- Palmetto State Armory’s Gen3 PA10 platform (PSA AR10) is a solid and well-made performer in the AR-10 space, and at its price point (MSRP of $1349, but it can sometimes be found for $1179) it is tough to beat.
- PSA’s superb reputation for after-service support shouldn’t be necessary, but it’s comforting to know that it’s there.
- The full-length picatinny rail and floating M-LOK handguard is a durable and high quality component that makes this gun infinitely extendible.
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Palmetto State Armory has quickly grown to become one of the standard bearers of the sporting rifle industry. While they have an extensive range of offerings, their most well-known rifle is undoubtedly their PA-15 rifles, which are built on the AR-15 architecture. Given the near-ubiquity of the AR-15, it’s easy to overlook their other offerings, but their AR-10 platform rifle is equally deserving of serious consideration.
The AR-10 was a predecessor to the AR-15, having made its debut in 1956. Chambered in the 7.62x51mm NATO round that was developed specifically for use in semi-automatic rifles, the AR-10 took a decidedly different design path from prior rifles. Its two-piece receiver (colloquially referred to as the upper and lower) and its unique charging handle design seems obvious now, but back then it was groundbreaking stuff.
Palmetto State Armory’s AR10 rifle is a thoroughly modern reinterpretation of ArmaLite’s design. The gun we tested had a 20” barrel with a 1:10 twist ratio. It features a flat-top receiver with a full-length picatinny rail and M-LOK attachment points on the handguard for attaching accessories. Yes, it’s a direct impingement gun, but that’s to be expected at this price point. It’s also a tried-and-proven system that works well for most shooters.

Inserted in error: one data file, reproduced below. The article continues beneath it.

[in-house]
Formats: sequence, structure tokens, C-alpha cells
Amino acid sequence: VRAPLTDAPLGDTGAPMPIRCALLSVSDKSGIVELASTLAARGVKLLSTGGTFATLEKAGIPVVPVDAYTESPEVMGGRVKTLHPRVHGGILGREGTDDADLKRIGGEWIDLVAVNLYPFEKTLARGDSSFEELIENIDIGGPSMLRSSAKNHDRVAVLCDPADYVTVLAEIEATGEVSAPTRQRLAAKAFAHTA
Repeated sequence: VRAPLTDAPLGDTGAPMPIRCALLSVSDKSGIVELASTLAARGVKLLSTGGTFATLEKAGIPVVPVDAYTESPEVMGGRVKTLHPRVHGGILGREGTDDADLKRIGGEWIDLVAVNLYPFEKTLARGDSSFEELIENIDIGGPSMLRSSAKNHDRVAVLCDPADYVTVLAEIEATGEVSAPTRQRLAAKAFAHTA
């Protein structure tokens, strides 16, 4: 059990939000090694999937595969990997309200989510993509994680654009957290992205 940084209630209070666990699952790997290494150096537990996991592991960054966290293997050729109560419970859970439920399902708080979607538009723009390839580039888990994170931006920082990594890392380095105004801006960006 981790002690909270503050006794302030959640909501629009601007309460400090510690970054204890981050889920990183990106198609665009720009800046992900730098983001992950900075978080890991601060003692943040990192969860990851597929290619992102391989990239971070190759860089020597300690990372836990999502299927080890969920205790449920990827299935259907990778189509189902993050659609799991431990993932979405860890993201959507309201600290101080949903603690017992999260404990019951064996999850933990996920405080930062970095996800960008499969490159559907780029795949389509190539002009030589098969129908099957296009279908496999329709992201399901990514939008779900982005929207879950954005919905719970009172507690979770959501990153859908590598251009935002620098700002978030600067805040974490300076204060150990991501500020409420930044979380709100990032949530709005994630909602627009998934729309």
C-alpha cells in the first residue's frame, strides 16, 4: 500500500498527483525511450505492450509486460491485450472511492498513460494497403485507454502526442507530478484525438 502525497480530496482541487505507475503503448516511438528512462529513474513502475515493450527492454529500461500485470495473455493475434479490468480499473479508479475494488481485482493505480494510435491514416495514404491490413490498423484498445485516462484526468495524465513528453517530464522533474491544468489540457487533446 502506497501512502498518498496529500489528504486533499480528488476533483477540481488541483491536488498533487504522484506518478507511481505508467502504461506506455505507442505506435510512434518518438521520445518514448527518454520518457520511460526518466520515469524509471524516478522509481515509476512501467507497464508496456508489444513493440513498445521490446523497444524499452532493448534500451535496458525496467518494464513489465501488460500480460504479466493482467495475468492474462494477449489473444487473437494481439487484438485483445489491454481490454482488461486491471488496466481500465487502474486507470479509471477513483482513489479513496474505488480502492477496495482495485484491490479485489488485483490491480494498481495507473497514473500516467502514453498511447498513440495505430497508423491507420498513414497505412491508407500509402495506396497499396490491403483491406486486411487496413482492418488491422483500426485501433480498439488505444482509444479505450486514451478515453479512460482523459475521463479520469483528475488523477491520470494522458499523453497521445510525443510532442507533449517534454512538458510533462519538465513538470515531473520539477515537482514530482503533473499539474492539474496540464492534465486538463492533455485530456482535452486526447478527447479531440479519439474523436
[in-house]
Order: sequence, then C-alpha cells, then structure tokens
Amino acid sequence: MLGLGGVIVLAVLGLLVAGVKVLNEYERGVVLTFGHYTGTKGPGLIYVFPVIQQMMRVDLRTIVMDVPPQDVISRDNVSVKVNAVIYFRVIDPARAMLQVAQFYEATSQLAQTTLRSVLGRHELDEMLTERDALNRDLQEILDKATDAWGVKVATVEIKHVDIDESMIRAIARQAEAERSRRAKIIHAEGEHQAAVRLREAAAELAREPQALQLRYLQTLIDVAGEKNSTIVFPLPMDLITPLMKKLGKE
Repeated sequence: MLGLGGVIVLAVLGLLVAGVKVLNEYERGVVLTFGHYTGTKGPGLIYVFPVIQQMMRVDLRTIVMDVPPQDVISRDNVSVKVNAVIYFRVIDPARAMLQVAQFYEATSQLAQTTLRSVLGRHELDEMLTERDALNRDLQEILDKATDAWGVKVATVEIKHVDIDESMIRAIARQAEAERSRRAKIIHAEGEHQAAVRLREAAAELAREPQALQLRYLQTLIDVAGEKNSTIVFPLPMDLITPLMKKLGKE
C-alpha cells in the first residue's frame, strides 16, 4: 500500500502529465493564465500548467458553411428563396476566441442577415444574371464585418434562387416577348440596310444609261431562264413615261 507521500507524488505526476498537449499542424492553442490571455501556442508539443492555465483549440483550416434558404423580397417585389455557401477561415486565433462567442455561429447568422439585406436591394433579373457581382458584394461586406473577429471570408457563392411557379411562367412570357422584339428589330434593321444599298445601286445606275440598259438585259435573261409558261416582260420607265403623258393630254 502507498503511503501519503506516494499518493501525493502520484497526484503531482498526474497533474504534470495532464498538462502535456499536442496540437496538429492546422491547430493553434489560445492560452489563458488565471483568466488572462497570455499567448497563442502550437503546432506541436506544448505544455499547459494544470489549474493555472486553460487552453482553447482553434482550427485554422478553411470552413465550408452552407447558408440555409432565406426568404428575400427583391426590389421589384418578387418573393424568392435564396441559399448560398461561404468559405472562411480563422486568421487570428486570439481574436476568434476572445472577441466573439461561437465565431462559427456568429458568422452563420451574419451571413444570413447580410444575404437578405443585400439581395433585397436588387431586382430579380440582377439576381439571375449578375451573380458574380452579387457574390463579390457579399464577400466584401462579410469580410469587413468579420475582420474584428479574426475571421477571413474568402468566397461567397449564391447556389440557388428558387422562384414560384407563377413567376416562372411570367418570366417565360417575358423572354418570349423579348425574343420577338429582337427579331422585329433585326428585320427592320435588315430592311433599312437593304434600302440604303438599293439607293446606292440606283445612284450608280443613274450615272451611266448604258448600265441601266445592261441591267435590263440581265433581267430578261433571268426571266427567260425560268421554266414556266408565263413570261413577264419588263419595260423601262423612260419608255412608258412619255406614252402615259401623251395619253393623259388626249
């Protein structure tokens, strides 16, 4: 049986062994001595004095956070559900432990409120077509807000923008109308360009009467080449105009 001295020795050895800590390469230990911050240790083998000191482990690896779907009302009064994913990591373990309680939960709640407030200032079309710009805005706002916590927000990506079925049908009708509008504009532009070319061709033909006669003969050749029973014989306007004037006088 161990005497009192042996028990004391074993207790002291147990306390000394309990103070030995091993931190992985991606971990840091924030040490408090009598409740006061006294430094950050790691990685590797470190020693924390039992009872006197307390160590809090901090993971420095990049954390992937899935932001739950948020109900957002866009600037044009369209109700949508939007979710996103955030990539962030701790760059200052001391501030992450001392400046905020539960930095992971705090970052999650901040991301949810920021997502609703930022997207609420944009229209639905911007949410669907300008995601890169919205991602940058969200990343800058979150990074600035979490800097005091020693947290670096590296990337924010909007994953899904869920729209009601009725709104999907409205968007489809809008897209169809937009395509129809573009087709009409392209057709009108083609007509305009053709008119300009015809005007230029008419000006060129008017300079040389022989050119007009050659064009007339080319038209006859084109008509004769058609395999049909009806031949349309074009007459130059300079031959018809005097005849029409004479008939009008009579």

For this test, we chose to kit the PSA AR10 out with a Leupold VX-Freedom 1.5-4×20 scope with an illuminated firedot MOA ring, and a Magpul M-LOK Bipod. We ran a variety of milsurp ammunition through the PSA AR10 to test its resiliency, but accuracy testing was done with our current go-to ammo for range work: Norma’s .308 Winchester Tactical 150 grain FMJ, loaded into Magpul’s GEN M3 PMAGs.
The PSA AR10 In Hand
The abundance of “me-too” AR-10’s and AR-15’s on the market mean that out-of-the-box quality can run the gamut from superb to terrible. My first impression when I picked up the PSA AR10 was that this is a high quality firearm; well-made and well-fitted. Assembly between the upper and the lower fit tightly and smoothly and exhibited none of the slop that I’ve felt in cheaper AR platform guns. Edges were smoothed nicely, the finish is consistent and feels substantial, and there’s no sense that this gun was assembled from a hodgepodge of parts from various suppliers. Indeed, Palmetto State Armory is one of the few companies that makes virtually every part in their guns, and that was clearly reflected in the PA-10.
Nice trigger and grip
PSA’s overmolded rubber grip has plenty of meat for thickly gloved paws to grab onto, and Magpul’s superb STR adjustable stock should need no introduction to readers here. I had no problem getting the length of pull adjusted to my liking. The trigger well is a large and accommodating place, and gloved fingers should have no problem there.
Gas block included
The more subtle details of the PSA AR10 are similarly impressive. The beefy gas block has a five position “click switch” for adjusting the gas pressures, and the system works well. With the included allen key, I was able to quickly dial in some surprisingly low recoil (spoiler: it only took one click). Lots of other companies offer adjustable gas blocks, but score a point for PSA for equipping such an affordable rifle thus.